I like getting mail. Not junk mail of course, but a handwritten letter or a fun invitation always brings a smile to my face. I think this is true for most people.
When I enthusiastically scurry up my front steps after a long day of work and peer inside my mailbox I'm hoping for a personal greeting from an old friend or a brown paper package . . . tied up with string. But what do I get?
Other people's mail. All the time.
Today, for example, I received mail for four different people with four different addresses. How does this happen? Correction: how does this happen often? And when I use the word often I mean at least twice a week.
I know what you're thinking: file a complaint. Really? Do you think that's wise? I don't want to complain about a total stranger, who knows where I live, who is employed by a federal operation that is responsible for the term, "going postal." Especially when his response to a friendly wave is a blank stare followed by a low whistle.
I've inquired about the quality of my neighbors' mail delivery service and it's the same story: they get other people's mail. All the time.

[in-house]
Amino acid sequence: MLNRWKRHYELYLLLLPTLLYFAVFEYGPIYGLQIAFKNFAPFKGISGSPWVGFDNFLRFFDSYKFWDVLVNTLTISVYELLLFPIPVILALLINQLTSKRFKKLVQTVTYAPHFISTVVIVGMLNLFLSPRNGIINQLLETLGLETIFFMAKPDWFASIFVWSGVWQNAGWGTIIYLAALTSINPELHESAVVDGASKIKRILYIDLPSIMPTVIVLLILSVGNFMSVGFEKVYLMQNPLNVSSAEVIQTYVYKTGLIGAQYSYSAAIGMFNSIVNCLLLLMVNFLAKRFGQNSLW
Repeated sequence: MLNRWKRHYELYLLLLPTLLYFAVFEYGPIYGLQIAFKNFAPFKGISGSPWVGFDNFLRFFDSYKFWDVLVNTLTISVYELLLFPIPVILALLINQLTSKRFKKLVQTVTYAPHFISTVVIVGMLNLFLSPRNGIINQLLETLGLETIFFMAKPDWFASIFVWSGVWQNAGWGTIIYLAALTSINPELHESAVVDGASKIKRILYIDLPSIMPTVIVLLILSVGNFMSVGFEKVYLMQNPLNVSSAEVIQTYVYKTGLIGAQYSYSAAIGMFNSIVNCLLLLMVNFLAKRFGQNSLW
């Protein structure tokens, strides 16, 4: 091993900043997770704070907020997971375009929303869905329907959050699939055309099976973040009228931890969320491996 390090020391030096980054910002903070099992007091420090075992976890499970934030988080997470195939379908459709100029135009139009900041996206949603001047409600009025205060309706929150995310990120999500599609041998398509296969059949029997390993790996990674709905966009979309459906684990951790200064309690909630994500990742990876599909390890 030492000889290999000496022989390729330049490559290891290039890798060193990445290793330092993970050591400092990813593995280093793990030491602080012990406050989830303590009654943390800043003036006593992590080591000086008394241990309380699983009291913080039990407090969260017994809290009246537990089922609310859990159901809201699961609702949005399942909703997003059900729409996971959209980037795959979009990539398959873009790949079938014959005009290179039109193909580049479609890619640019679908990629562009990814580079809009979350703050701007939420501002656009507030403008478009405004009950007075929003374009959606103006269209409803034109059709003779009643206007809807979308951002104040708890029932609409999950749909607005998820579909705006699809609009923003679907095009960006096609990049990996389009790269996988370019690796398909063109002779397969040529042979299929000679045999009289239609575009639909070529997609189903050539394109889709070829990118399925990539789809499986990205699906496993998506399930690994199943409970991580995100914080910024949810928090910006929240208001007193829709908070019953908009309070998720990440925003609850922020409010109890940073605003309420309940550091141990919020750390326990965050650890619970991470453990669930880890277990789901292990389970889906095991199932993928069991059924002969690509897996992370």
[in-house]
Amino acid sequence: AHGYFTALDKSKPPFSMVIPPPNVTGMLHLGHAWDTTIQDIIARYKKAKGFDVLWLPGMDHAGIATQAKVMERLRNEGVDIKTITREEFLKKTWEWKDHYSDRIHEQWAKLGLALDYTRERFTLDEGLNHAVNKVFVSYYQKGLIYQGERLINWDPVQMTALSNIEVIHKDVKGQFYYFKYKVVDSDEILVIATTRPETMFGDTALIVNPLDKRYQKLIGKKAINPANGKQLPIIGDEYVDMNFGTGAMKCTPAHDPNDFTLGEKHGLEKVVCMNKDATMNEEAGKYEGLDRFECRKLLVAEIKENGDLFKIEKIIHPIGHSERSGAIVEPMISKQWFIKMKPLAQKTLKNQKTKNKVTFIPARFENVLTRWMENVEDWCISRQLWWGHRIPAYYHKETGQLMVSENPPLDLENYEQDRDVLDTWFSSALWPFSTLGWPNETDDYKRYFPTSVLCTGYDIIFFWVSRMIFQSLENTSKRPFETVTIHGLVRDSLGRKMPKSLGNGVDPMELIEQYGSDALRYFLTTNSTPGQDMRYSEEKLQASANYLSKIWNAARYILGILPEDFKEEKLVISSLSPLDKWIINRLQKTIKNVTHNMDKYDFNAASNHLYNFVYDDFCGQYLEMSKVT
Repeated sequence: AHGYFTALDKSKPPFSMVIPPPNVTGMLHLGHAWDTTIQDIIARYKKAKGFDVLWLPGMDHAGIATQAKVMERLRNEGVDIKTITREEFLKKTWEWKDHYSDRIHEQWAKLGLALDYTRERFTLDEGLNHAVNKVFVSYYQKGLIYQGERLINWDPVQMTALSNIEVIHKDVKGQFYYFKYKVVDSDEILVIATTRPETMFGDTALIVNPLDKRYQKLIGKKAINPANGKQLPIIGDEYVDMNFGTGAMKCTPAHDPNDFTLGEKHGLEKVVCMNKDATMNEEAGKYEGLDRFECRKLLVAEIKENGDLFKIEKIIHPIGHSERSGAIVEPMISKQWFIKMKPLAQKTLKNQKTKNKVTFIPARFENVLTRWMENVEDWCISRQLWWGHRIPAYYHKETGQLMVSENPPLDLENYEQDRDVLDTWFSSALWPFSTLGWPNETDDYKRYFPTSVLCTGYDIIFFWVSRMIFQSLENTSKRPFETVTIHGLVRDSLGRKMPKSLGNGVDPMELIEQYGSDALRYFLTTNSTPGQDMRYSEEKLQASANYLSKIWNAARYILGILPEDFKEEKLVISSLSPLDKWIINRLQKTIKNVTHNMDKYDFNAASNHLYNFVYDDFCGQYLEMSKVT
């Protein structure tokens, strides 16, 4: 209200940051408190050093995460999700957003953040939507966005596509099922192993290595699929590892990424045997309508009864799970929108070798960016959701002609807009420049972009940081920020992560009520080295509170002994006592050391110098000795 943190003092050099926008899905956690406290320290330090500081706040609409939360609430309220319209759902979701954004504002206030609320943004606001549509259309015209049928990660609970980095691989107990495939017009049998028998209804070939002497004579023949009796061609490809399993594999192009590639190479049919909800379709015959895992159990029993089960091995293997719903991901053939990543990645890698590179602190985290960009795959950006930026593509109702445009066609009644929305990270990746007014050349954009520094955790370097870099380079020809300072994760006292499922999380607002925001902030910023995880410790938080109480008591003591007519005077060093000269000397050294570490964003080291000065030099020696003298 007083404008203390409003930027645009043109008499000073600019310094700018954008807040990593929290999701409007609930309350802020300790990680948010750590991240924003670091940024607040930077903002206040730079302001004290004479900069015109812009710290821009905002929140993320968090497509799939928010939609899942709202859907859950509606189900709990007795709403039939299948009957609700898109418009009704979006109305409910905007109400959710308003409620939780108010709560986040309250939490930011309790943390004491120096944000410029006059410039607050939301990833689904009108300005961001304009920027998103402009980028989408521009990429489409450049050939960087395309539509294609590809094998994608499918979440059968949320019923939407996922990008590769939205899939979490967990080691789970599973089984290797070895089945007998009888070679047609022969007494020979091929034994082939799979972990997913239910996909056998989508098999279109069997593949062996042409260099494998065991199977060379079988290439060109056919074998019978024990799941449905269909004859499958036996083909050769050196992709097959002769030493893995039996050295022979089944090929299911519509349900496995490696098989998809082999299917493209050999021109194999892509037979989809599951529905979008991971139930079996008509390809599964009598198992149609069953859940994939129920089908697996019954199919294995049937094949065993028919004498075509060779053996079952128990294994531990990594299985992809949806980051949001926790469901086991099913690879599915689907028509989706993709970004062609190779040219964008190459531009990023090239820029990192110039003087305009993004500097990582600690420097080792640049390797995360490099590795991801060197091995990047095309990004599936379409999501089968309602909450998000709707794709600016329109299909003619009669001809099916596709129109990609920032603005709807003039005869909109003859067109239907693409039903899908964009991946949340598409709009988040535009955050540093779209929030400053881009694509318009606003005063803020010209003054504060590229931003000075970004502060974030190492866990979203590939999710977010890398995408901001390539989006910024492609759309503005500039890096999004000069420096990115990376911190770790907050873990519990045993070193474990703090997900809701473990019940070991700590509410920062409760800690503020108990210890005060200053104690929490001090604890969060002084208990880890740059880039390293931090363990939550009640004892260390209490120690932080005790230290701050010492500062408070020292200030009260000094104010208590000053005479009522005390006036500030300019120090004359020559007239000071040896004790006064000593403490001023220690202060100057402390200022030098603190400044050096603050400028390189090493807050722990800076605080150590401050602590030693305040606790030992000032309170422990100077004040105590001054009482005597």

The problem is that, as a neighborhood, we've all received the blank-stare-low-whistle treatment so we're all uniformly terrified of him. No one has the courage to complain.
The bright side is that I'm very good friends with most of my neighbors. I have to be. We're always exchanging our incorrectly delivered mail.
And so I must consider the possibility that my postman is a "big picture" kinda guy. He's not satisfied with simply providing reliable parcel delivery for his community. Nope. By intentionally misdelivering our mail he is fostering communication, which creates relationships, that connect households, that form friendly, safe neighborhoods.
So the next time my wave is returned with that cold, blank stare and the eerie, low whistle I might just have to say, "Thank you. I realize what you're trying to accomplish."
If you don't hear back from me, it didn't go over well.